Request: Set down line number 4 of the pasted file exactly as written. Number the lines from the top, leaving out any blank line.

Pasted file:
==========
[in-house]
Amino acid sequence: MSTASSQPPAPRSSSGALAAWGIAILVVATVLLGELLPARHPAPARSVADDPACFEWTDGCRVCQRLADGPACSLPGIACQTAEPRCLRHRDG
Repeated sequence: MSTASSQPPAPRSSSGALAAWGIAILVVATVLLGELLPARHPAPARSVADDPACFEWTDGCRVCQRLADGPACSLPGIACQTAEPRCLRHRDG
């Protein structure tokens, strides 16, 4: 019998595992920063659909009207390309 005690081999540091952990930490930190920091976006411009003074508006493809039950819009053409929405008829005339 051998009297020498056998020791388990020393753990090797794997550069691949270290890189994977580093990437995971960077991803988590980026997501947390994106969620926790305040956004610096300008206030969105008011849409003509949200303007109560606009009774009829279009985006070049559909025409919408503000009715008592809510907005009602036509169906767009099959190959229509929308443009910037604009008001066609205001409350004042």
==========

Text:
């Protein structure tokens, strides 16, 4: 019998595992920063659909009207390309 005690081999540091952990930490930190920091976006411009003074508006493809039950819009053409929405008829005339 051998009297020498056998020791388990020393753990090797794997550069691949270290890189994977580093990437995971960077991803988590980026997501947390994106969620926790305040956004610096300008206030969105008011849409003509949200303007109560606009009774009829279009985006070049559909025409919408503000009715008592809510907005009602036509169906767009099959190959229509929308443009910037604009008001066609205001409350004042």